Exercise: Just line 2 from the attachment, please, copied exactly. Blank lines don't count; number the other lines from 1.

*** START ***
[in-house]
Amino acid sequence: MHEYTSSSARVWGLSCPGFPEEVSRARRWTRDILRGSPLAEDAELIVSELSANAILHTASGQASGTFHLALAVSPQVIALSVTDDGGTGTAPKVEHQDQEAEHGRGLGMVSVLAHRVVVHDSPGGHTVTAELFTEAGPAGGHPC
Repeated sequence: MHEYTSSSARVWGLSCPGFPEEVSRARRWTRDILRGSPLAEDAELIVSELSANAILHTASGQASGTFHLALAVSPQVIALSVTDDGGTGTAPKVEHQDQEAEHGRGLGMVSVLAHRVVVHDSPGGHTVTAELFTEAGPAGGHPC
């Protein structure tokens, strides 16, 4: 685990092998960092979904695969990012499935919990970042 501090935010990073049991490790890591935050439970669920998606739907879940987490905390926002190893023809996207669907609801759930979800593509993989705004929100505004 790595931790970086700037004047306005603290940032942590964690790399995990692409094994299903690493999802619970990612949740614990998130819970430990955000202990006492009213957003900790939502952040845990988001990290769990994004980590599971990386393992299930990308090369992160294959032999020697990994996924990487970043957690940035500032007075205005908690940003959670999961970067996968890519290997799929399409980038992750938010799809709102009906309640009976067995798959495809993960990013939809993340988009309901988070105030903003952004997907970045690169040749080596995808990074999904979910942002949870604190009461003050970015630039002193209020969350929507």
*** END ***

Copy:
Amino acid sequence: MHEYTSSSARVWGLSCPGFPEEVSRARRWTRDILRGSPLAEDAELIVSELSANAILHTASGQASGTFHLALAVSPQVIALSVTDDGGTGTAPKVEHQDQEAEHGRGLGMVSVLAHRVVVHDSPGGHTVTAELFTEAGPAGGHPC